# What is the point in having a voltage follower?

Solving for the voltage gain of an inverting op amp

## Homework Statement

Find the gain for an inverting op amp.

3. The Attempt at a Solution

I tried to solve for the gain but I ended up getting a positive gain. I think I made a mistake with the current directions but I always thought that when doing nodal analysis, it doesn't matter what direction your current arrows are? Since the math should always work out? I am not too sure... What am I doing wrong? Last edited:

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lewando
Homework Helper
Gold Member
It does matter what direction your current arrows are. KCL states the currents going into a node are zero. You show one current going into the node and the other going out from the node. Change the direction of the second one and you will have your inverter.

It does matter what direction your current arrows are. KCL states the currents going into a node are zero. You show one current going into the node and the other going out from the node. Change the direction of the second one and you will have your inverter.
Thanks! Also what happens if I were to flip the op amp. In other words switch the terminals so that the - terminal is connected directly to the ground?

lewando
Homework Helper
Gold Member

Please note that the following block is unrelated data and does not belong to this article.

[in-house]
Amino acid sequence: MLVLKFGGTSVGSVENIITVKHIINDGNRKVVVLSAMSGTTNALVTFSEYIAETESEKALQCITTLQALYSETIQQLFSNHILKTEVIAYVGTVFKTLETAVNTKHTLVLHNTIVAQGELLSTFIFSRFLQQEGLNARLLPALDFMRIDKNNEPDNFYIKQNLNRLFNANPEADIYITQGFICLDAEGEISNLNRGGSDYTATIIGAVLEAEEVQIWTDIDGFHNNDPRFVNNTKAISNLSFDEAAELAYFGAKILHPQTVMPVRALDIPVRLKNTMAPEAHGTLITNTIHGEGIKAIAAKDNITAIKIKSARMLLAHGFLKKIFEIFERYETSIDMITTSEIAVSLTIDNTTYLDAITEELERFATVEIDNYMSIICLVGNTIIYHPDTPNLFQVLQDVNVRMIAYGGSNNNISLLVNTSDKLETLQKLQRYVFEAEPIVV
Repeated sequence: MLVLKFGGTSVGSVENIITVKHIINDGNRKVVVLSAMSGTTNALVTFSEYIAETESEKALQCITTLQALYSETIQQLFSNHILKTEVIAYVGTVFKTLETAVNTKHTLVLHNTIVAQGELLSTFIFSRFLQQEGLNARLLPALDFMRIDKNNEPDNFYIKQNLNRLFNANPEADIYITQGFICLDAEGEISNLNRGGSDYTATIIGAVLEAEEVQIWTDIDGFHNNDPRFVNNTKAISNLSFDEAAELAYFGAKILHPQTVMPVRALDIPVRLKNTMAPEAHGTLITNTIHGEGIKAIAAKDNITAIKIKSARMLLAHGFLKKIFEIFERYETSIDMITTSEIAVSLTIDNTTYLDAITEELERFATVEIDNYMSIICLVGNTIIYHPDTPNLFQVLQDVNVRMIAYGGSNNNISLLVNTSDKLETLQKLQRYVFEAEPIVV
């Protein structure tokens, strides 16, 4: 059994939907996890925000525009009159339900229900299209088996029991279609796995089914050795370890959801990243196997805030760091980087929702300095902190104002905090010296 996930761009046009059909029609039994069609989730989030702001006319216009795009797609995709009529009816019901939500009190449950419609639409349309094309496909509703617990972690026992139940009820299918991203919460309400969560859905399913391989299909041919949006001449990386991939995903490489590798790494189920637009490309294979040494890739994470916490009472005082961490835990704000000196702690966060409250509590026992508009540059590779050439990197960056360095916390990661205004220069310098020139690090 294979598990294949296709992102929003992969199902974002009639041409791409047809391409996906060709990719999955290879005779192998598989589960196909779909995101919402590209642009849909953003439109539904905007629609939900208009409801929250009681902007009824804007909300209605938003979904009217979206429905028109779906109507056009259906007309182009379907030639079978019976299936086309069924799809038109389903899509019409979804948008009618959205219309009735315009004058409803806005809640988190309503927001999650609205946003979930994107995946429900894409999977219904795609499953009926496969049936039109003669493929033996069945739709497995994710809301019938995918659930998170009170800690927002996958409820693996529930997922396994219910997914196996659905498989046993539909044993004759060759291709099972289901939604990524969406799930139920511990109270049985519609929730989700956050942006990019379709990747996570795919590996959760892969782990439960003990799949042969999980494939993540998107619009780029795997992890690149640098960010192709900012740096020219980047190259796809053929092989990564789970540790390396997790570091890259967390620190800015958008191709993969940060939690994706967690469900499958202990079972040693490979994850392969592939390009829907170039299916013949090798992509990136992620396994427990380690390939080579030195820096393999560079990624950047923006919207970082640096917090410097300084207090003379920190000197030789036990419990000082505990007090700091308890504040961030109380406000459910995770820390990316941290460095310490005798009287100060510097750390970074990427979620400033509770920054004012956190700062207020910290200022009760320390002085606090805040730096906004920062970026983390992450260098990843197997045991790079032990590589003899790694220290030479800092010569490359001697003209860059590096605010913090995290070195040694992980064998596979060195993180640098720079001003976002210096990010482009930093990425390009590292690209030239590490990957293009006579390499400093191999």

You will be using the op amp in a way that does not use negative feedback then. The output will "rail" towards the positive supply voltage.

You will be using the op amp in a way that does not use negative feedback then. The output will "rail" towards the positive supply voltage.
When you say rail, you mean that the output would be the same as the supply voltage right? As in it saturates? But I don't understand how this works, wouldn't the derivation be the same as what I did above with the voltage at node 1 to be 0V?

lewando
Homework Helper
Gold Member
When you say rail, you mean that the output would be the same as the supply voltage right? As in it saturates?
For an ideal op amp analysis, the output would be at the positive supply voltage. For real op amps, the output would not exactly get there but could get close if you were to use a "rail to rail" type op amp.
But I don't understand how this works, wouldn't the derivation be the same as what I did above with the voltage at node 1 to be 0V?
You asked what if you flipped the op amp (reverse the +/- terminals: - is at ground, + is at node 1). In this configuration, you are using positive feedback. Recall the open loop op amp gain equation:

vout = Gainopen_loop*(v+ - v-).

If v+ - v- becomes slightly positive, the output will become much more positive, contributing additionally to the voltage at v+, making the output become even more positive, and so on until the rail is reached.